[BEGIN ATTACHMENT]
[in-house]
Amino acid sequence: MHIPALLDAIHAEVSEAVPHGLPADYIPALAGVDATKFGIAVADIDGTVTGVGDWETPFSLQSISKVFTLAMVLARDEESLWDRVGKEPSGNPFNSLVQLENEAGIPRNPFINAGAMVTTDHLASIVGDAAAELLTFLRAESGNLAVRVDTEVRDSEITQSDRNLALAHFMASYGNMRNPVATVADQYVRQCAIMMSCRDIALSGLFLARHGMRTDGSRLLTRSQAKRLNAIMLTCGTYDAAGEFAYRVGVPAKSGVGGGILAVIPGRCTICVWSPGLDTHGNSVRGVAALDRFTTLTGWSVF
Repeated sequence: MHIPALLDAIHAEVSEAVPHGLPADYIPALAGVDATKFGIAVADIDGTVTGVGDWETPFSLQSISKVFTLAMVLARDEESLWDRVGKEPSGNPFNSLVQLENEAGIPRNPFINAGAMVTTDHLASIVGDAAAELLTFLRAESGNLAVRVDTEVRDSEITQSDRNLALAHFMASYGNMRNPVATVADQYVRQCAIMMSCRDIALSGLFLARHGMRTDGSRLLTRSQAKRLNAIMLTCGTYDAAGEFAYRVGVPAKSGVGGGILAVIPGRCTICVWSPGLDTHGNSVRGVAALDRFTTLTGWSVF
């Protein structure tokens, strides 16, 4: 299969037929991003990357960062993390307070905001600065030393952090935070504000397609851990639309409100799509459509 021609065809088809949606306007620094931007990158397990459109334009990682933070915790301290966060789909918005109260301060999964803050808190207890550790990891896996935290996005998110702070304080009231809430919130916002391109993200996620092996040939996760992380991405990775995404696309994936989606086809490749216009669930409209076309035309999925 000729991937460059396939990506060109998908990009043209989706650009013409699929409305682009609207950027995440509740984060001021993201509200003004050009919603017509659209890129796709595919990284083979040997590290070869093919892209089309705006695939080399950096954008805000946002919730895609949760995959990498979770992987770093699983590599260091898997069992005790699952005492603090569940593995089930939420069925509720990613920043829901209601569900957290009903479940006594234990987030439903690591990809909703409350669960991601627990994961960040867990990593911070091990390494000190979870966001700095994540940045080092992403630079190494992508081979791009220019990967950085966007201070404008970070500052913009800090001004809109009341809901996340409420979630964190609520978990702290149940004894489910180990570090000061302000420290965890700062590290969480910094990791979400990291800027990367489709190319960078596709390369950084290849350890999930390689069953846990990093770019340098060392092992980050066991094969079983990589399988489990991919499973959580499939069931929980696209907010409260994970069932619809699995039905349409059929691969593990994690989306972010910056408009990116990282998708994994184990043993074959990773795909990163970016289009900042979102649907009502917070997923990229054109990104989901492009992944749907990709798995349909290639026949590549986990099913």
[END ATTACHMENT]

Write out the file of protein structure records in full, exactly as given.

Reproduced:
[in-house]
Amino acid sequence: MHIPALLDAIHAEVSEAVPHGLPADYIPALAGVDATKFGIAVADIDGTVTGVGDWETPFSLQSISKVFTLAMVLARDEESLWDRVGKEPSGNPFNSLVQLENEAGIPRNPFINAGAMVTTDHLASIVGDAAAELLTFLRAESGNLAVRVDTEVRDSEITQSDRNLALAHFMASYGNMRNPVATVADQYVRQCAIMMSCRDIALSGLFLARHGMRTDGSRLLTRSQAKRLNAIMLTCGTYDAAGEFAYRVGVPAKSGVGGGILAVIPGRCTICVWSPGLDTHGNSVRGVAALDRFTTLTGWSVF
Repeated sequence: MHIPALLDAIHAEVSEAVPHGLPADYIPALAGVDATKFGIAVADIDGTVTGVGDWETPFSLQSISKVFTLAMVLARDEESLWDRVGKEPSGNPFNSLVQLENEAGIPRNPFINAGAMVTTDHLASIVGDAAAELLTFLRAESGNLAVRVDTEVRDSEITQSDRNLALAHFMASYGNMRNPVATVADQYVRQCAIMMSCRDIALSGLFLARHGMRTDGSRLLTRSQAKRLNAIMLTCGTYDAAGEFAYRVGVPAKSGVGGGILAVIPGRCTICVWSPGLDTHGNSVRGVAALDRFTTLTGWSVF
């Protein structure tokens, strides 16, 4: 299969037929991003990357960062993390307070905001600065030393952090935070504000397609851990639309409100799509459509 021609065809088809949606306007620094931007990158397990459109334009990682933070915790301290966060789909918005109260301060999964803050808190207890550790990891896996935290996005998110702070304080009231809430919130916002391109993200996620092996040939996760992380991405990775995404696309994936989606086809490749216009669930409209076309035309999925 000729991937460059396939990506060109998908990009043209989706650009013409699929409305682009609207950027995440509740984060001021993201509200003004050009919603017509659209890129796709595919990284083979040997590290070869093919892209089309705006695939080399950096954008805000946002919730895609949760995959990498979770992987770093699983590599260091898997069992005790699952005492603090569940593995089930939420069925509720990613920043829901209601569900957290009903479940006594234990987030439903690591990809909703409350669960991601627990994961960040867990990593911070091990390494000190979870966001700095994540940045080092992403630079190494992508081979791009220019990967950085966007201070404008970070500052913009800090001004809109009341809901996340409420979630964190609520978990702290149940004894489910180990570090000061302000420290965890700062590290969480910094990791979400990291800027990367489709190319960078596709390369950084290849350890999930390689069953846990990093770019340098060392092992980050066991094969079983990589399988489990991919499973959580499939069931929980696209907010409260994970069932619809699995039905349409059929691969593990994690989306972010910056408009990116990282998708994994184990043993074959990773795909990163970016289009900042979102649907009502917070997923990229054109990104989901492009992944749907990709798995349909290639026949590549986990099913």